This post is an updated version of my previous post “Using Terraform with Azure” that I published some time ago. Now, nearly one year later, I have learned a lot and also optimized and extended the examples and code snippets here and there. As a result, we decided to publish all code in this public GitHub repository. This post should provide you with some further details on the project and any details around it. All below code snippets are related to this project.

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The project

As mentioned above, we decided to publish everything needed to scaffold a new production-ready Terraform project on Azure. …


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Feature image via Pixabay.

In my previous article “Part:1 How Containerized CI/CD Pipelines Work with Kubernetes and GitLab”, I wrote about Kubernetes’ popularity and importance in 2019. I also described the advantages of containerized pipelines with GitLab CI/CD and Kaniko offer. In this post, I would like to introduce more open source projects and GitLab features that help you deploy and run your cloud native application.

Enhance Application Deployments

Now let’s get back to application deployment and introduce you to the open source project Kustomize. Kustomize, which is part of the Kubernetes project and sponsored by sig-cli, lets you customize raw and template-free YAML files for multiple purposes, leaving the original YAML untouched and usable as is. …


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Feature image via Pixabay.

It is hardly surprising Kubernetes’ popularity continued to grow in 2019 and this trend will likely continue in 2020.

However, while it offers so many advantages, Kubernetes adoption has also revealed new difficulties that have to be addressed — and fixed. One of them is how we automatically deploy and manage our applications. With the below examples, I will share useful tips and tricks on how to enhance your Kubernetes CI/CD pipelines with the help of GitLab and open source technologies.


There are already many articles out there that provide you with details on how to containerize your .NET Core application. Nevertheless, I still saw the need to write a bit more detailed post which helps you to build a production-ready container image based on container and .NET Core best practices. This article is a part of Applied Cloud Stories initiative.

For better understanding, I will explain everything in detail based on a small sample ASPNET Core web application. You will find more details on the application itself here. Of course, the shared best practices are not limited to .NET Core. …


Ephemeral Containers are a new kind of container that runs temporarily in an existing Pod to allow easy user integrations like troubleshooting a container workload.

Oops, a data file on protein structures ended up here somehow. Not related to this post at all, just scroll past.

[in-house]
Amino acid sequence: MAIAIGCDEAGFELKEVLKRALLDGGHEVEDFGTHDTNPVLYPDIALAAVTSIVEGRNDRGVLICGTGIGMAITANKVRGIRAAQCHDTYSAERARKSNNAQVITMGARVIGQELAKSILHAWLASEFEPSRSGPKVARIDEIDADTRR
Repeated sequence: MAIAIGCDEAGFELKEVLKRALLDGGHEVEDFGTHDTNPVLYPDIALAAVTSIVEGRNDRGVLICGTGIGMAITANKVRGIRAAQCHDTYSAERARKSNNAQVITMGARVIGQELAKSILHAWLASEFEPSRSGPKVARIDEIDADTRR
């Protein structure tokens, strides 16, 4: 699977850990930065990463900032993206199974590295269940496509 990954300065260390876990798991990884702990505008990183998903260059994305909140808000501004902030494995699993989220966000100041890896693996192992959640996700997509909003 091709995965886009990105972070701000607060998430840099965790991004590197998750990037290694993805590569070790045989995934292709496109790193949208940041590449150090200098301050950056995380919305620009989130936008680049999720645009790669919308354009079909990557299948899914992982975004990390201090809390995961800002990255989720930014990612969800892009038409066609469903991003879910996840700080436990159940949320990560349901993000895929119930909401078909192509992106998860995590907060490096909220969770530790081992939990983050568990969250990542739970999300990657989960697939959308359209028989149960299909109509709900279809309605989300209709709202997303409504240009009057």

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Why do we need Ephemeral Containers?

The advantages of containers are that they run isolated processes by providing all needed dependencies using an immutable approach. By adding only the required dependencies into the image a container lowers attack vectors and provides faster startups and deployments. Building container images using the “distroless” approach (building them from scratch) is taking this to the next level by only containing the compiled application binary. Unlike ordinary container images, these are not based on any kind of Linux distribution and therefore do not contain any other binaries and tools which could be executed via kubectl exec for troubleshooting purposes. …


Azure Kubernetes Service is a fully managed Kubernetes Cluster provided by Azure. This means that you don’t have to care about anything related to the Kubernetes infrastructure and just care about your apps deployed on it. Unfortunately, that is not entirely true with regard to your worker nodes as mentioned in the documentation:

To protect your clusters, security updates are automatically applied to Linux nodes in AKS. These updates include OS security fixes or kernel updates. Some of these updates require a node reboot to complete the process. AKS doesn’t automatically reboot these Linux nodes to complete the update process.

As mentioned above, Azure will automatically install all required updates and security patches on its own, but you have to decide when to restart your nodes if necessary. Of course, this is something that needs to be automated to make sure all of your worker nodes are secure and up-to-date. The below guide does not support Windows nodes. …

About

Nico Meisenzahl

Senior Cloud & DevOps Consultant at white duck. MVP, Docker Community Leader, GitLab Hero, blogger & speaker. 👨‍💻🙋‍♂️ Loves Kubernetes, DevOps & Cloud.